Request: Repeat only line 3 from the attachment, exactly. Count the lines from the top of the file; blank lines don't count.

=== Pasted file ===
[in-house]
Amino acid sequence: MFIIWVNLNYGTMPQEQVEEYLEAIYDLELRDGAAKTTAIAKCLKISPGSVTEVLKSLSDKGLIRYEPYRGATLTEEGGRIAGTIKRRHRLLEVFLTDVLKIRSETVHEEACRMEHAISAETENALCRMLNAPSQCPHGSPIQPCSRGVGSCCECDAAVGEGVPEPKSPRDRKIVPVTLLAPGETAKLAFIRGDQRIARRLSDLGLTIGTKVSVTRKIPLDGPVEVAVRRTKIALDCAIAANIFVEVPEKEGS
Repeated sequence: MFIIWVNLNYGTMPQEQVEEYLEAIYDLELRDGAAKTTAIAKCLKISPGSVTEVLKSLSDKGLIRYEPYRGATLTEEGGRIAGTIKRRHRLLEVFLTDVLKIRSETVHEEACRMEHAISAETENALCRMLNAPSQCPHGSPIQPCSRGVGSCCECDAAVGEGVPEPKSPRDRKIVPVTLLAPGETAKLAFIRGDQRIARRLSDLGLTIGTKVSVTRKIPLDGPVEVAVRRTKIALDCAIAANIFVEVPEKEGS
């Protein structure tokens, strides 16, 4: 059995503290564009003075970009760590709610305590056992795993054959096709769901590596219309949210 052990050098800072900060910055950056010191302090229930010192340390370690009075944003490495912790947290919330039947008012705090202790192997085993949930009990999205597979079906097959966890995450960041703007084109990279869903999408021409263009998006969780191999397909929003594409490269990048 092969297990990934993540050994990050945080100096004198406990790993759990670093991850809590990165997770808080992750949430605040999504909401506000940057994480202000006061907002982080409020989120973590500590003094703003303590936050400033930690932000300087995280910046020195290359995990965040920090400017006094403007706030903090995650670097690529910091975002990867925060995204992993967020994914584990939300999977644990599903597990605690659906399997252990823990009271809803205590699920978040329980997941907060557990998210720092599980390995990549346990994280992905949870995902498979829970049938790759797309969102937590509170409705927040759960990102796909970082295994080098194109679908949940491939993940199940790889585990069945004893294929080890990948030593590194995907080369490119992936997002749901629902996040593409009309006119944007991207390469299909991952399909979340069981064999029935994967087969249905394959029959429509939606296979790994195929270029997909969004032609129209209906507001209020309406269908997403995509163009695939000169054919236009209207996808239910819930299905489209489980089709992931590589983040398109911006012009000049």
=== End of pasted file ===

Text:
Repeated sequence: MFIIWVNLNYGTMPQEQVEEYLEAIYDLELRDGAAKTTAIAKCLKISPGSVTEVLKSLSDKGLIRYEPYRGATLTEEGGRIAGTIKRRHRLLEVFLTDVLKIRSETVHEEACRMEHAISAETENALCRMLNAPSQCPHGSPIQPCSRGVGSCCECDAAVGEGVPEPKSPRDRKIVPVTLLAPGETAKLAFIRGDQRIARRLSDLGLTIGTKVSVTRKIPLDGPVEVAVRRTKIALDCAIAANIFVEVPEKEGS